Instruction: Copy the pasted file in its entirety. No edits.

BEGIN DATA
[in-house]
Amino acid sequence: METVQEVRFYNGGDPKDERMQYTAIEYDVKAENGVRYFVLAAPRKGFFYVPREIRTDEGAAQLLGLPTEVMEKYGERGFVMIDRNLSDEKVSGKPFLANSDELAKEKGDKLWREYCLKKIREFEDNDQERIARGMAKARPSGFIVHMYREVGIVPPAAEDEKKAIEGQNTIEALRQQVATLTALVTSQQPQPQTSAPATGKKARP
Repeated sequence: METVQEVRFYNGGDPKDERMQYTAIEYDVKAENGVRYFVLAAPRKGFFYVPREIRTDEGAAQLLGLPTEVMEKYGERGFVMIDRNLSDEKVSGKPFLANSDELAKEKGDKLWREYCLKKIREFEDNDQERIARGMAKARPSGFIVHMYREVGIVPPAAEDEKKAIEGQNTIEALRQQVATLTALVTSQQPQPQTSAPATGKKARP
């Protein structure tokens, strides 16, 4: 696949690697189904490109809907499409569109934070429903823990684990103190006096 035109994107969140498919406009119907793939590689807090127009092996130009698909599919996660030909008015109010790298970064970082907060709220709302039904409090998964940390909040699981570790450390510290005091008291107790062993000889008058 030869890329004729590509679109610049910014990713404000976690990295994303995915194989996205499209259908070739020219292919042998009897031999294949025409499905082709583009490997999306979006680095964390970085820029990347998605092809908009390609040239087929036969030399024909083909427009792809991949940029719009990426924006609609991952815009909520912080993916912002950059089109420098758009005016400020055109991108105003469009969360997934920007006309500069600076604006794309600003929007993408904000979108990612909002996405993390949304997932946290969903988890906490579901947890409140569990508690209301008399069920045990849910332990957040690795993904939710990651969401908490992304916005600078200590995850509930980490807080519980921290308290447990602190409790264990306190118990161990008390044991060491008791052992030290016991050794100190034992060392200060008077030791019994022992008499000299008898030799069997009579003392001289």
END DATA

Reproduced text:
[in-house]
Amino acid sequence: METVQEVRFYNGGDPKDERMQYTAIEYDVKAENGVRYFVLAAPRKGFFYVPREIRTDEGAAQLLGLPTEVMEKYGERGFVMIDRNLSDEKVSGKPFLANSDELAKEKGDKLWREYCLKKIREFEDNDQERIARGMAKARPSGFIVHMYREVGIVPPAAEDEKKAIEGQNTIEALRQQVATLTALVTSQQPQPQTSAPATGKKARP
Repeated sequence: METVQEVRFYNGGDPKDERMQYTAIEYDVKAENGVRYFVLAAPRKGFFYVPREIRTDEGAAQLLGLPTEVMEKYGERGFVMIDRNLSDEKVSGKPFLANSDELAKEKGDKLWREYCLKKIREFEDNDQERIARGMAKARPSGFIVHMYREVGIVPPAAEDEKKAIEGQNTIEALRQQVATLTALVTSQQPQPQTSAPATGKKARP
């Protein structure tokens, strides 16, 4: 696949690697189904490109809907499409569109934070429903823990684990103190006096 035109994107969140498919406009119907793939590689807090127009092996130009698909599919996660030909008015109010790298970064970082907060709220709302039904409090998964940390909040699981570790450390510290005091008291107790062993000889008058 030869890329004729590509679109610049910014990713404000976690990295994303995915194989996205499209259908070739020219292919042998009897031999294949025409499905082709583009490997999306979006680095964390970085820029990347998605092809908009390609040239087929036969030399024909083909427009792809991949940029719009990426924006609609991952815009909520912080993916912002950059089109420098758009005016400020055109991108105003469009969360997934920007006309500069600076604006794309600003929007993408904000979108990612909002996405993390949304997932946290969903988890906490579901947890409140569990508690209301008399069920045990849910332990957040690795993904939710990651969401908490992304916005600078200590995850509930980490807080519980921290308290447990602190409790264990306190118990161990008390044991060491008791052992030290016991050794100190034992060392200060008077030791019994022992008499000299008898030799069997009579003392001289």